Advice cutting Y-plate for lowrider

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This topic contains 4 replies, has 2 voices, and was last updated by  Vern Prescott 1 month ago.

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  • #114786

    Vern Prescott
    Participant

    I have recently become interested in CNC routers and have decided to try building a LowRider.  I have printed all of the 3D plastic parts successfully and am now moving on to the flat plates.

    I have access to a CNC router machine and Vectric Vcarve Pro.  I imported the 611 plate file and created toolpaths and was able to cut it successfully.

     

    I then tried to cut the Yplate and ran into problems.  I had 3 toolpaths. The first one cut the screw holes.  The second toolpath cutout the hole for the motor.  The final toolpath cut the outside diameter.  (I had done the same with the 611 plate).

    The CNC cut the screw holes with no prolem.  But, when it cut the hole for the motor, it shifted a nit in the X direction so that it wasn’t central between the screw holes.  Then, when it cut the outside perimeter, with each of the 11 passes, it moved slightly further in the X dirextion.  Everything looked fine in the toolpath preview.

     

    Any ideas on what might have caused this, or how to correct it?

     

     

    #114790

    Jeffeb3
    Participant

    How did you set up between the jobs? Can you just run them all in one job?

    I only know about the v1engineering machines, maybe someone out there would know more about the specific machine you are using?

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    #114799

    Vern Prescott
    Participant

    Jeffeb3, thank you for your reply.  I had intended including the machine name and model in the original post but couldn’t find it.  I now have it; it is a General iCarver 40-915X CNC.

     

    Another person was operating the controls, but I believe that between cutting the 611 and the Y, he sent the machine to the home position, then entered the new coordinates for the centre of the new project.  I am wondering if there was something from the first job’s gcode that remained in memory?

     

    I have made another observation, the bevelling effect only seems to have happened when the machine was cutting in the -Y direction, and not when moving in the +Y direction.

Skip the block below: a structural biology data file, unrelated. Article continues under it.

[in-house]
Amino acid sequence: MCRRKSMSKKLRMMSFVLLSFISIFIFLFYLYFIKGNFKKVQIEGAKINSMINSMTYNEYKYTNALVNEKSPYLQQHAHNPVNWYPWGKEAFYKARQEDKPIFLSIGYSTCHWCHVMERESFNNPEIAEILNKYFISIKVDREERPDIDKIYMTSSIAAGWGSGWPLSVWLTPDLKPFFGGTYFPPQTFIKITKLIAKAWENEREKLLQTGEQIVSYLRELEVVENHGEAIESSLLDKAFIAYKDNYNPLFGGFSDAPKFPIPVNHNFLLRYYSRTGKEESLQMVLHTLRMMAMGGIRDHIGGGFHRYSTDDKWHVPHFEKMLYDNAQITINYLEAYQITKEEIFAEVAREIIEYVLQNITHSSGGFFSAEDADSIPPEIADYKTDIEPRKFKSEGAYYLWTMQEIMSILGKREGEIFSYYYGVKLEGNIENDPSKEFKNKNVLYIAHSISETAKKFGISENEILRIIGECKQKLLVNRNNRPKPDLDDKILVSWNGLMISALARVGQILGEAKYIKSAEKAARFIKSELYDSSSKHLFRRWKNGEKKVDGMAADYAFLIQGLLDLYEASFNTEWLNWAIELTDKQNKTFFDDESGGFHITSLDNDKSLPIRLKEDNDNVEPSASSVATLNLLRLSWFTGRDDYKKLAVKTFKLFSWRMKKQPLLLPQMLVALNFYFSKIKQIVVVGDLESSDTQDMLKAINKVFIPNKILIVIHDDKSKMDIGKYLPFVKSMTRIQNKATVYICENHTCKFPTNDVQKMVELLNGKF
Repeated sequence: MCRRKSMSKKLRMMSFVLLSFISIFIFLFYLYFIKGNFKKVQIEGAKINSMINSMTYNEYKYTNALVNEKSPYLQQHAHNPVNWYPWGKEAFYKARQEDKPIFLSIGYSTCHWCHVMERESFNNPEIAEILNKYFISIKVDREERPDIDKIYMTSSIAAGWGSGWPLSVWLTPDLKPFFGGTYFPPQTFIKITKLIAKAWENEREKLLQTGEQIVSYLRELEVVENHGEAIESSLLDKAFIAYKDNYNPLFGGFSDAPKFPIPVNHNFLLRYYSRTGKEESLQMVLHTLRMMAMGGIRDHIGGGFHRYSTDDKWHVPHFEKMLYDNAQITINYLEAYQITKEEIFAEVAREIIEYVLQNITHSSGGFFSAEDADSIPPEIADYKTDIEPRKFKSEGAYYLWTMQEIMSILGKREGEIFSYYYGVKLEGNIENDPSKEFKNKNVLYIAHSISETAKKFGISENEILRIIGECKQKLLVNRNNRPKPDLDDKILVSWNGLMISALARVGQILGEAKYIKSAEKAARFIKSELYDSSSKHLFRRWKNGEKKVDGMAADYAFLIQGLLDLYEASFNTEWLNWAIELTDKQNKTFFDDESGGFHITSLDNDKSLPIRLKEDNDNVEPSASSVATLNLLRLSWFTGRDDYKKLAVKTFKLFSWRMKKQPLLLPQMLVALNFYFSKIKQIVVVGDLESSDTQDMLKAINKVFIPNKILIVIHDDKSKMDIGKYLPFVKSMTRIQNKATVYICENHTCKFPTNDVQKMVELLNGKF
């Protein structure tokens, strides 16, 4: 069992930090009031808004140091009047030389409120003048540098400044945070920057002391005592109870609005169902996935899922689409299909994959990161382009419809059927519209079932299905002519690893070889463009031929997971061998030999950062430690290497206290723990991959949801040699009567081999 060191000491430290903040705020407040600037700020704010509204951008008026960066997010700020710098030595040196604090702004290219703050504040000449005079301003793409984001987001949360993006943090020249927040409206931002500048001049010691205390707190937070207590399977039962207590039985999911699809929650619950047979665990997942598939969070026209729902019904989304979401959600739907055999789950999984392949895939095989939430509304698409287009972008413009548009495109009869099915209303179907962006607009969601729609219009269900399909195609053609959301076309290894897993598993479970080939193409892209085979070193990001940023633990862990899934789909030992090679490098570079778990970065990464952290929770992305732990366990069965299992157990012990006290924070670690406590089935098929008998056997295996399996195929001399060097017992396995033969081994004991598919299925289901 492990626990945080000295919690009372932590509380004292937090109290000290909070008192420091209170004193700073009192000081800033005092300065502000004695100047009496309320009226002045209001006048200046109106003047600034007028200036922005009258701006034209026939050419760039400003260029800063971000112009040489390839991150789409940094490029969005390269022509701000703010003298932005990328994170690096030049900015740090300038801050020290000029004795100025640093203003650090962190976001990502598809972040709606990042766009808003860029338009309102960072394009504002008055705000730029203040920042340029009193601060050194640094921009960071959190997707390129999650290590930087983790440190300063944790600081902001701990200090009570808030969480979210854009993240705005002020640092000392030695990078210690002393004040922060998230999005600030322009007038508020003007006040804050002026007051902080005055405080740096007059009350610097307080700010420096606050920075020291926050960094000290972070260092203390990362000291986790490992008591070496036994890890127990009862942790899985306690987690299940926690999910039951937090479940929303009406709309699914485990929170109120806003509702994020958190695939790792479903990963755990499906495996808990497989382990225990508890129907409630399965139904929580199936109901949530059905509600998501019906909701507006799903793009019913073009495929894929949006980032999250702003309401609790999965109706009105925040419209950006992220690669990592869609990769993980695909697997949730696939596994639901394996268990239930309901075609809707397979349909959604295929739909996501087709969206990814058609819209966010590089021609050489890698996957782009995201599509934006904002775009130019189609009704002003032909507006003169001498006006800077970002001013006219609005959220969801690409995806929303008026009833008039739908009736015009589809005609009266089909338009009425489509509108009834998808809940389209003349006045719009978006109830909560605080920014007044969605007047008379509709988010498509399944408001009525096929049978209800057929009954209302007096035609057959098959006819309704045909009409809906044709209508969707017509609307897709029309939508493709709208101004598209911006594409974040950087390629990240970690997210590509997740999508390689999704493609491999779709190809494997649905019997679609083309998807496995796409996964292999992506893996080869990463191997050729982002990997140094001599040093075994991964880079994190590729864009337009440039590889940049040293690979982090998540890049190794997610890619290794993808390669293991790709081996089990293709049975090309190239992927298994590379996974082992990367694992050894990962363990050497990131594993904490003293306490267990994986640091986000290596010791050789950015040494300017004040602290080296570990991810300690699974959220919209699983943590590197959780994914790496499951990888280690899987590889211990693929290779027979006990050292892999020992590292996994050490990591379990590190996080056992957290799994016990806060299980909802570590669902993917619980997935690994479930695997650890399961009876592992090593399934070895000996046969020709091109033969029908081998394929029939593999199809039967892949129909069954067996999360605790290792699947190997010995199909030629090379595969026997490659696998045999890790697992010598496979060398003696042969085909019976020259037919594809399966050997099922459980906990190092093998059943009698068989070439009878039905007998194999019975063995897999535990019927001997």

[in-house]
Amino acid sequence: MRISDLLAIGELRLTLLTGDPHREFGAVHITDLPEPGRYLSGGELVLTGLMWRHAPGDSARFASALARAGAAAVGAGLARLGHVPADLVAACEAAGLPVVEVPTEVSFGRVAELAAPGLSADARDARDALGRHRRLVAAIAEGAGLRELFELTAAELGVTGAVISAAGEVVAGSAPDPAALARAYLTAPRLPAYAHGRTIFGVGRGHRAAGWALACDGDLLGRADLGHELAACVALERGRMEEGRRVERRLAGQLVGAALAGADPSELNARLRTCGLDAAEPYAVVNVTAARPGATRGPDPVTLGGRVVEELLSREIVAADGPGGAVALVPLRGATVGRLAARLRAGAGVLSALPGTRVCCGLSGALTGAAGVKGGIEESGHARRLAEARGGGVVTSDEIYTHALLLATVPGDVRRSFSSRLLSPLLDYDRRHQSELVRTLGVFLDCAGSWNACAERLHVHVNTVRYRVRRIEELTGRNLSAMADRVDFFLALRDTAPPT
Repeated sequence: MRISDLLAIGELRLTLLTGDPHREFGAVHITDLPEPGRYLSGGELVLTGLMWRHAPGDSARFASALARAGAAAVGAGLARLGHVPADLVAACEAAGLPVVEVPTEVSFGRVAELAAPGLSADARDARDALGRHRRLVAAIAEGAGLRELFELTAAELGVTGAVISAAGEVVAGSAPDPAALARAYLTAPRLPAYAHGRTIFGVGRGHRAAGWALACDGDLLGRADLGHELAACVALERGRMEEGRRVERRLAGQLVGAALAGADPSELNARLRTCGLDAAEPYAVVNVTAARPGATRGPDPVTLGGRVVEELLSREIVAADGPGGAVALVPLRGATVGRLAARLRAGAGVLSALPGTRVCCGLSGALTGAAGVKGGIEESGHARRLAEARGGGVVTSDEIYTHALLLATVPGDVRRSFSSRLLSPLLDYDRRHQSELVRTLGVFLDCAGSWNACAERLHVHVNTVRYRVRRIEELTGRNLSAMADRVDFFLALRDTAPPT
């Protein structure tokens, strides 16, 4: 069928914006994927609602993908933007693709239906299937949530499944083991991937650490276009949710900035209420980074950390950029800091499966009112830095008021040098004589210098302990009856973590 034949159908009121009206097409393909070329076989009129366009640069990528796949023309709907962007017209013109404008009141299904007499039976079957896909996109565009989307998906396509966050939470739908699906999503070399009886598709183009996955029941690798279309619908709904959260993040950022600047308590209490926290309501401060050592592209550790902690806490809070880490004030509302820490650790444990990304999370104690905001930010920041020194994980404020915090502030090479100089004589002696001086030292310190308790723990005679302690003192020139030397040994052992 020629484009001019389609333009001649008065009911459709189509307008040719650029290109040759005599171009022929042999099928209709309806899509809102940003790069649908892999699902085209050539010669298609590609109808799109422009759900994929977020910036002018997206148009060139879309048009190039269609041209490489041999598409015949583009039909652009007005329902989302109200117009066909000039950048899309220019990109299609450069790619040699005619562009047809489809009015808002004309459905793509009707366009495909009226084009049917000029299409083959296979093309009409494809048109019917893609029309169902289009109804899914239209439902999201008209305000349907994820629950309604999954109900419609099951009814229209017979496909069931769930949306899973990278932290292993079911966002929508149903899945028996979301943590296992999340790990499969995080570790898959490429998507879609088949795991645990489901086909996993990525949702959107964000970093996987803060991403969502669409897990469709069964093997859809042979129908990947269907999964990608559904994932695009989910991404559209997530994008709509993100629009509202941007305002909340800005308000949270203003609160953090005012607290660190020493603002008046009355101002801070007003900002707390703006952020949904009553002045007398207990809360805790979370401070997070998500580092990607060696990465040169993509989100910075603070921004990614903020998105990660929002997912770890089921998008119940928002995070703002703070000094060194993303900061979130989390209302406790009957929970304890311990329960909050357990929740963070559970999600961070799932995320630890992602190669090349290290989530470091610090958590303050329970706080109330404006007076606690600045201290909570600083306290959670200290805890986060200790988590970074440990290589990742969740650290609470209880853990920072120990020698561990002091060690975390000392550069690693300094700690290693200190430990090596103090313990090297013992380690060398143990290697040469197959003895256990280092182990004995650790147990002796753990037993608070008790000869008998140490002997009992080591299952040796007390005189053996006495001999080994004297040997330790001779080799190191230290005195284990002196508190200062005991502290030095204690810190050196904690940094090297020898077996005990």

Vern

     

     

    #114806

    Jeffeb3
    Participant

    Do you have a photo? Sometimes there are clues there.

    There are a lot of ways this could have moved a nit. My guess is that the coordinates weren’t the same between the two runs. If he actually homed the machine, then the homing could have returned a slightly different result. I can’t think of a good reason to do that in between the tool paths.

    Did you split it into three files to change the bits? Maybe it skipped a step when you were changing bits? I would have just done the whole thing in one toolpath with a 1/8″ bit.

    1 user thanked author for this post.
    #114812

    Vern Prescott
    Participant

    I set the cuts on both plates as separate toolpaths because the screw holes and centre cutouts needed to be cut on the inside whereas the perimeter had to be cut on the outside.  Originally, I did the holes separately from the centre piece because I thought I might have to change bits.  In fact, the entire plate, all three toolpaths, were cut with the same 1/8 in bit.  The three toolpaths were set up individually but were run as a continuous job.  There was no resetting home, or changing bits between one set toolpath and the next.

     

    I realize now that the shifting was happening on al Y direction cts, but on the one side were it was undercutting, it was trimming off the top to make a nice vertical cut but shifted over, as you can see by the holes in the photo.

     

    I am attaching a photo of the 611 plate (modified for makita) and two of the Y plate, one being a close up to show the steppimg effect.

     

     

     

     

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